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After months of isolating, are our immune systems out of practice?

By Dr. Larry Wu | August 12, 2021 | Healthy Lifestyle, Coronavirus

Group of young people stand in line six feet apart

Can social isolation weaken your immune system?

After being cooped up inside our homes for over a year, most of us are itching to resume our “normal lives.” But a lot of us are wondering: After avoiding other people (and their germs) for so long, won’t we be more susceptible to common colds and illnesses?

The answer? Sort of—but not for the reasons you may think.

What is NOT weakening your immune system?

Last year, we talked about how it’s rare to live in an environment that is too hygienic.

This can be confusing based on most people’s understanding of how the immune system works. If you’ve heard of the “hygiene hypothesis,” the idea that people who are exposed to germs and bacteria throughout their childhood build better immunity, you might be thinking “case closed.” After all, if you’re inside and exposed to fewer germs, how can you strengthen your immune system?

This is a common misconception.

According to the American Lung Association, “there is absolutely no scientific evidence that mask-wearing or physical distancing weakens the immune system.”1

In a nutshell, while exposure to certain viruses in childhood may increase immunity to these same viruses, lack of exposure does not weaken the immune system.2

When adults come across germs, our bodies will trigger an immune response. But this doesn’t make our immune systems stronger. So although we’ve encounter fewer germs at home, it’s not hurting us.

With this in mind, let’s talk about the effects of physical distancing on the immune system.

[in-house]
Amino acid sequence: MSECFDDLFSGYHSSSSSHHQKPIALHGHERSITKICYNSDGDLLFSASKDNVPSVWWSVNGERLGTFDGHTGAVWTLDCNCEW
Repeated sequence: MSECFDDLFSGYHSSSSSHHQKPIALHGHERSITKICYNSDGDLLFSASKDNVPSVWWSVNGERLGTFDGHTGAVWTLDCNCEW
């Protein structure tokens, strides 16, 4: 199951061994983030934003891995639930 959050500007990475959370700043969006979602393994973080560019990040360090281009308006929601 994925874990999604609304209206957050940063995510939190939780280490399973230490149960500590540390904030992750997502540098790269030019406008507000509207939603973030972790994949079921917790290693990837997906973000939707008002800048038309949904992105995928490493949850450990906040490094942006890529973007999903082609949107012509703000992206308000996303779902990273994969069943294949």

Psychological effects on the immune system

I think it’s safe to say that isolation has been tough on all of us. Many of us have experienced significant loneliness and stress. It’s these psychological factors that can suppress the immune system.

An analysis of 148 different studies found that people who led social lives were 50% less likely to die over a given period than those who did not.3 People with higher levels of social activity were less susceptible to the common cold.

Like loneliness, stress can produce a physiological response. Cortisol – the hormone associated in a stress response – stimulates the production of chemicals that can hinder the immune system.

The best defense for your immune system is eliminating sources of stress, getting good sleep and connecting with others. Remaining connected with others can improve health significantly.

What does self care look like in a pandemic?

Self-care has become a buzzword, but what does it mean, really? It doesn’t have to be complicated. But during the pandemic, it’s become all the more important to take care of our mental and emotional health. Here are some ideas on how to care for yourself.

How to cope with stress and loneliness:

The CDC’s COVID-19 resources offers five healthy ways to cope with stress.

  1. Take breaks from the news. Following the news can be daunting in the times we live in. Take a break from time to time to help relieve stress.
  2. Take care of your body. A happy body equals a happy mind. Exercise regularly, maintain a healthy diet, and get enough sleep to promote good mental health.
  3. Make time for self-care. Read a book, meditate, watch a movie, learn a recipe. Taking the time to step back from work and other stressors is important to alleviate anxiety.
  4. Get social and connect with friends. Work on staying in contact with friends and family while following CDC guidance during COVID. Call, video chat, share photos and updates on social media, or find other ways to connect. Keeping in contact with loved ones removes a barrier of isolation.
  5. Connect with your community or faith-based organization. Reaching out to community members can help lift your spirits and ease feelings of loneliness.

If you need additional support, access to free and confidential crisis resources can be found here.